Before Russia invaded Ukraine, these fighters were neo-Nazis. They still are.

By Lev Golinkin, The Nation

Vladimir Putin’s February 2022 invasion of Ukraine has already resulted in millions of losers—chief among them the civilians who’ve been tortured, murdered, forced to become refugees, or forced to spend their days worrying about loved ones fighting Russia.

Azov battalion

But there are also winners: the neofascists whom Putin’s war has turned into heroes.

For seven years, Western institutions have warned about Ukraine’s Azov Movement, which began as a neo-Nazi paramilitary group in 2014 and became notorious for its worldwide recruitment of extremists.

Then came Russia’s invasion. Within months, Azov fighters were being feted in Congress and at Stanford UniversityMSNBC swooned over a Ukrainian soldier whose Twitter account overflowed with neo-Nazi images. Facebook made the stunning decision to allow posts praising the Azov Battalion, even though the company admitted that it was a hate group.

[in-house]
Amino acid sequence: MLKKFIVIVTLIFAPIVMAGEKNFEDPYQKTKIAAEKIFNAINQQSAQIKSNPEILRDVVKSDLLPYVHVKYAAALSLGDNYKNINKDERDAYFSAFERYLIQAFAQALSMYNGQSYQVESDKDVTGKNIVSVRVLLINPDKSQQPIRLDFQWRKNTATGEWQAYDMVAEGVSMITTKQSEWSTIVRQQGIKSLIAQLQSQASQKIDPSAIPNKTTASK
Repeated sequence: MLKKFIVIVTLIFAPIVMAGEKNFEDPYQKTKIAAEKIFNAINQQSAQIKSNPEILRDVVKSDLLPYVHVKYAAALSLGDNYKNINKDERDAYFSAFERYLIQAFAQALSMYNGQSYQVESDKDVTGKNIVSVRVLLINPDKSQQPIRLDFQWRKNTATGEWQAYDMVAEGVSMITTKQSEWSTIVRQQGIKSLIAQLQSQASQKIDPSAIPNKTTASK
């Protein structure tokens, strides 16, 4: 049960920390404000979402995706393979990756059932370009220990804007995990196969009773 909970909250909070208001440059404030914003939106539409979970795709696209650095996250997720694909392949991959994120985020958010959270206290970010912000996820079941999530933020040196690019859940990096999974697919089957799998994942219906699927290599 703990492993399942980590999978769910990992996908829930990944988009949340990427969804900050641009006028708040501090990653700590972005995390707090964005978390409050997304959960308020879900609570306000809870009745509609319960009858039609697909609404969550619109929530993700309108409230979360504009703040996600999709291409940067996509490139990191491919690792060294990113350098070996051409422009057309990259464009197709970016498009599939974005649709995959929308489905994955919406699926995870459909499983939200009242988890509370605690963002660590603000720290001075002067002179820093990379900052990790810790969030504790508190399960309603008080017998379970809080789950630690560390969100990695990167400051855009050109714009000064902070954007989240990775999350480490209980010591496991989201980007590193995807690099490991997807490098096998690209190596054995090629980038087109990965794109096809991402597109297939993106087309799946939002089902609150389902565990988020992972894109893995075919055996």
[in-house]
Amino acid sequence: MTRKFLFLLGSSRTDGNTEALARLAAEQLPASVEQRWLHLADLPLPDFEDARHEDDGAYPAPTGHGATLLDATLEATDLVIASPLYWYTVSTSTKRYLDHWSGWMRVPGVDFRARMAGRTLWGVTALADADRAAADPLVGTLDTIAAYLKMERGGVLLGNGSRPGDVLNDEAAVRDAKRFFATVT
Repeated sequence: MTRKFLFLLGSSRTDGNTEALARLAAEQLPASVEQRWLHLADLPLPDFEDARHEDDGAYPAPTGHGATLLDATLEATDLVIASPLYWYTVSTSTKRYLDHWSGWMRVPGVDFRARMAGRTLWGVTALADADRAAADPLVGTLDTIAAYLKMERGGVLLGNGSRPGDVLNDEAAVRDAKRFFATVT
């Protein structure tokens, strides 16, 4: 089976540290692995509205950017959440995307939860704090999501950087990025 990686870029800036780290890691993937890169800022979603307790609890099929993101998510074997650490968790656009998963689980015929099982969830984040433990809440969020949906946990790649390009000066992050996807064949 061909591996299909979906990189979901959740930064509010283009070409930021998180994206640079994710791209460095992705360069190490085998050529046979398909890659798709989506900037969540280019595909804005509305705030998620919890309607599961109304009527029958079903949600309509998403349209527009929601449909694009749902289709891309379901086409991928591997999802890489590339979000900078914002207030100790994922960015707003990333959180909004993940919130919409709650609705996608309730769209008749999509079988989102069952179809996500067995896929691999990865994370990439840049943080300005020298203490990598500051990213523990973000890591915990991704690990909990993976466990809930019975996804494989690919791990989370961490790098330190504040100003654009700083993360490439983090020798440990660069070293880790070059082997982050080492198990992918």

This overnight normalization of white supremacy was possible because Western institutions, driven by a zeal to ignore anything negative about our Ukrainian allies, decided that a neo-Nazi military formation in a war-torn nation had suddenly and miraculously stopped being neo-Nazi.

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